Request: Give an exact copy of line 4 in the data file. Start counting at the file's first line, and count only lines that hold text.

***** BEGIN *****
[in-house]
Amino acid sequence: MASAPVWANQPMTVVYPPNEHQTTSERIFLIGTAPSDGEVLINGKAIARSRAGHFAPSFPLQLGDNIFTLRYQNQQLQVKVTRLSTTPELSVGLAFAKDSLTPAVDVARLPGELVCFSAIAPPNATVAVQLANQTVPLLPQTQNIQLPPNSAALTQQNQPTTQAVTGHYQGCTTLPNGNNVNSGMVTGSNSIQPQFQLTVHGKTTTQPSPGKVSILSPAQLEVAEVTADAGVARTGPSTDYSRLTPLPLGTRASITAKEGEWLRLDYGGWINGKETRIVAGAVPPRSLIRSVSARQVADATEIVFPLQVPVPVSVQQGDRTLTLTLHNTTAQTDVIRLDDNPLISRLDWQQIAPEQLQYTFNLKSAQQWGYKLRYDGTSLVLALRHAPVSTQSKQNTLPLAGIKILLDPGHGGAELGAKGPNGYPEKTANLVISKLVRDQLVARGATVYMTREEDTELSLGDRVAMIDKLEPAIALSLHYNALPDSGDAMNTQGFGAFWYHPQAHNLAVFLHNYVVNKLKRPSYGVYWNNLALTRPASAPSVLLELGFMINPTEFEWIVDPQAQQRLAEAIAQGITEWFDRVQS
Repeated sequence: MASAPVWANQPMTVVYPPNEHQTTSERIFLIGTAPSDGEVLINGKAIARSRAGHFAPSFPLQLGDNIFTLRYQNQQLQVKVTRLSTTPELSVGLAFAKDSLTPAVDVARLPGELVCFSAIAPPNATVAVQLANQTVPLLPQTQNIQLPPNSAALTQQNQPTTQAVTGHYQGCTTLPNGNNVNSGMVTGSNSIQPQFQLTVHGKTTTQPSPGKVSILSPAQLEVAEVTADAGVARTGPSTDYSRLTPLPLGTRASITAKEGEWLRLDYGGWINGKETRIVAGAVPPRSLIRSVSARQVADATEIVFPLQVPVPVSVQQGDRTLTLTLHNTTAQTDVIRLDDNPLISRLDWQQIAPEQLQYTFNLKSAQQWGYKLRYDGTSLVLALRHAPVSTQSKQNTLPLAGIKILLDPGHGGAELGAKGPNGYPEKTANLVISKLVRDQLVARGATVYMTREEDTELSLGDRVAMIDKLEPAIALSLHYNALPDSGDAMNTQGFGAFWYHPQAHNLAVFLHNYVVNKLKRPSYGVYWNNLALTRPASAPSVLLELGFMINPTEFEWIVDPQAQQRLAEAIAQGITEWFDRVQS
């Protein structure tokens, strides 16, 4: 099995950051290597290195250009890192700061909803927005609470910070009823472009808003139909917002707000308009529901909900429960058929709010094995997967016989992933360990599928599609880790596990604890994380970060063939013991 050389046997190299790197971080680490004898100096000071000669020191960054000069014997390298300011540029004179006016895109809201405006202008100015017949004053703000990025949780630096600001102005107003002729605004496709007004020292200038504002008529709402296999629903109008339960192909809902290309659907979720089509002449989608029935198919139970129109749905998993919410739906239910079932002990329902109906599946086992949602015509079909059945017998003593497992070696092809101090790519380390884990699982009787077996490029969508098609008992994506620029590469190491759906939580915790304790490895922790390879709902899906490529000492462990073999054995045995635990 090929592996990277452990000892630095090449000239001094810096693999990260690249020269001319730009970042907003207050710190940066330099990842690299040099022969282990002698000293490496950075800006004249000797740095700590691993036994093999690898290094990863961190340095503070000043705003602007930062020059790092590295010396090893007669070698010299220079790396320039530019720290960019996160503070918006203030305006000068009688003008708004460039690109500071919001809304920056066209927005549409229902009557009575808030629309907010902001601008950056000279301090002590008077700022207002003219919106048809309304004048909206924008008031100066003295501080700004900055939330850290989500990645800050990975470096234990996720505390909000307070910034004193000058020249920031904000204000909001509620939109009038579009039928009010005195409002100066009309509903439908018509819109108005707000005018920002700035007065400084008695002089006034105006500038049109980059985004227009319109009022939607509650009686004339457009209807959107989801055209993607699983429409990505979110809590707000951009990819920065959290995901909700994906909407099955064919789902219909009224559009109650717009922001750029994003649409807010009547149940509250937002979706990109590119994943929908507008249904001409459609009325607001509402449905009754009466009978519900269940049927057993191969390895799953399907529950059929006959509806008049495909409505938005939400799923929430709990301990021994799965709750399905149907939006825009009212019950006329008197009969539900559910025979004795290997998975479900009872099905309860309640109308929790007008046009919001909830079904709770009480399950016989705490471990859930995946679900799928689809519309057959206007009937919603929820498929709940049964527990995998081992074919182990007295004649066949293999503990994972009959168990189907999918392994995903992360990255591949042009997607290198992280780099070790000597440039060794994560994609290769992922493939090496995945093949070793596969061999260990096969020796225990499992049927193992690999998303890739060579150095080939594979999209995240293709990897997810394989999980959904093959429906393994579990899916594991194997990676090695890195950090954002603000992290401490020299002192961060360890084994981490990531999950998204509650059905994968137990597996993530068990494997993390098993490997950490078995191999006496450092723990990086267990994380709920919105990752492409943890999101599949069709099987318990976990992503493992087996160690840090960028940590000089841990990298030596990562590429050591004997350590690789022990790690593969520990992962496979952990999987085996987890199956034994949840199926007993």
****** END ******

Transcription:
């Protein structure tokens, strides 16, 4: 099995950051290597290195250009890192700061909803927005609470910070009823472009808003139909917002707000308009529901909900429960058929709010094995997967016989992933360990599928599609880790596990604890994380970060063939013991 050389046997190299790197971080680490004898100096000071000669020191960054000069014997390298300011540029004179006016895109809201405006202008100015017949004053703000990025949780630096600001102005107003002729605004496709007004020292200038504002008529709402296999629903109008339960192909809902290309659907979720089509002449989608029935198919139970129109749905998993919410739906239910079932002990329902109906599946086992949602015509079909059945017998003593497992070696092809101090790519380390884990699982009787077996490029969508098609008992994506620029590469190491759906939580915790304790490895922790390879709902899906490529000492462990073999054995045995635990 090929592996990277452990000892630095090449000239001094810096693999990260690249020269001319730009970042907003207050710190940066330099990842690299040099022969282990002698000293490496950075800006004249000797740095700590691993036994093999690898290094990863961190340095503070000043705003602007930062020059790092590295010396090893007669070698010299220079790396320039530019720290960019996160503070918006203030305006000068009688003008708004460039690109500071919001809304920056066209927005549409229902009557009575808030629309907010902001601008950056000279301090002590008077700022207002003219919106048809309304004048909206924008008031100066003295501080700004900055939330850290989500990645800050990975470096234990996720505390909000307070910034004193000058020249920031904000204000909001509620939109009038579009039928009010005195409002100066009309509903439908018509819109108005707000005018920002700035007065400084008695002089006034105006500038049109980059985004227009319109009022939607509650009686004339457009209807959107989801055209993607699983429409990505979110809590707000951009990819920065959290995901909700994906909407099955064919789902219909009224559009109650717009922001750029994003649409807010009547149940509250937002979706990109590119994943929908507008249904001409459609009325607001509402449905009754009466009978519900269940049927057993191969390895799953399907529950059929006959509806008049495909409505938005939400799923929430709990301990021994799965709750399905149907939006825009009212019950006329008197009969539900559910025979004795290997998975479900009872099905309860309640109308929790007008046009919001909830079904709770009480399950016989705490471990859930995946679900799928689809519309057959206007009937919603929820498929709940049964527990995998081992074919182990007295004649066949293999503990994972009959168990189907999918392994995903992360990255591949042009997607290198992280780099070790000597440039060794994560994609290769992922493939090496995945093949070793596969061999260990096969020796225990499992049927193992690999998303890739060579150095080939594979999209995240293709990897997810394989999980959904093959429906393994579990899916594991194997990676090695890195950090954002603000992290401490020299002192961060360890084994981490990531999950998204509650059905994968137990597996993530068990494997993390098993490997950490078995191999006496450092723990990086267990994380709920919105990752492409943890999101599949069709099987318990976990992503493992087996160690840090960028940590000089841990990298030596990562590429050591004997350590690789022990790690593969520990992962496979952990999987085996987890199956034994949840199926007993």